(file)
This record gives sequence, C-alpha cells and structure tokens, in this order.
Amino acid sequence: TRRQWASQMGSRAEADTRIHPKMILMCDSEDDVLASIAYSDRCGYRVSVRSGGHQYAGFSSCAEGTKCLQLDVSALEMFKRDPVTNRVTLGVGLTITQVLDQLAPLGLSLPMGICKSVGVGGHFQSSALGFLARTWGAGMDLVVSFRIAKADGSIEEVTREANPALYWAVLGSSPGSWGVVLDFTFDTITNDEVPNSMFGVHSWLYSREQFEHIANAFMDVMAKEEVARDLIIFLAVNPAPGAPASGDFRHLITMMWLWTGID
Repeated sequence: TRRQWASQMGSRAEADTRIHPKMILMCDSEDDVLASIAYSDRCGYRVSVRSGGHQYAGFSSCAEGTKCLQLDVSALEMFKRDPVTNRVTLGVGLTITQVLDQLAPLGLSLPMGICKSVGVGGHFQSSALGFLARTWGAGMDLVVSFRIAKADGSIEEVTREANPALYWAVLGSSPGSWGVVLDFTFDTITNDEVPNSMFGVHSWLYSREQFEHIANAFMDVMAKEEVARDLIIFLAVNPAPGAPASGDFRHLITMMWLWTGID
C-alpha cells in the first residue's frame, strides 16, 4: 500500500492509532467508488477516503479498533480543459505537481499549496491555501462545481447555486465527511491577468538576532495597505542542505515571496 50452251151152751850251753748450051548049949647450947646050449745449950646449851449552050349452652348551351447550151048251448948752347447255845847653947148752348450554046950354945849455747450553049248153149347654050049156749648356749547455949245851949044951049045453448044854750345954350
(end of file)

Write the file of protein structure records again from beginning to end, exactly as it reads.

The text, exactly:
This record gives sequence, C-alpha cells and structure tokens, in this order.
Amino acid sequence: TRRQWASQMGSRAEADTRIHPKMILMCDSEDDVLASIAYSDRCGYRVSVRSGGHQYAGFSSCAEGTKCLQLDVSALEMFKRDPVTNRVTLGVGLTITQVLDQLAPLGLSLPMGICKSVGVGGHFQSSALGFLARTWGAGMDLVVSFRIAKADGSIEEVTREANPALYWAVLGSSPGSWGVVLDFTFDTITNDEVPNSMFGVHSWLYSREQFEHIANAFMDVMAKEEVARDLIIFLAVNPAPGAPASGDFRHLITMMWLWTGID
Repeated sequence: TRRQWASQMGSRAEADTRIHPKMILMCDSEDDVLASIAYSDRCGYRVSVRSGGHQYAGFSSCAEGTKCLQLDVSALEMFKRDPVTNRVTLGVGLTITQVLDQLAPLGLSLPMGICKSVGVGGHFQSSALGFLARTWGAGMDLVVSFRIAKADGSIEEVTREANPALYWAVLGSSPGSWGVVLDFTFDTITNDEVPNSMFGVHSWLYSREQFEHIANAFMDVMAKEEVARDLIIFLAVNPAPGAPASGDFRHLITMMWLWTGID
C-alpha cells in the first residue's frame, strides 16, 4: 500500500492509532467508488477516503479498533480543459505537481499549496491555501462545481447555486465527511491577468538576532495597505542542505515571496 50452251151152751850251753748450051548049949647450947646050449745449950646449851449552050349452652348551351447550151048251448948752347447255845847653947148752348450554046950354945849455747450553049248153149347654050049156749648356749547455949245851949044951049045453448044854750345954350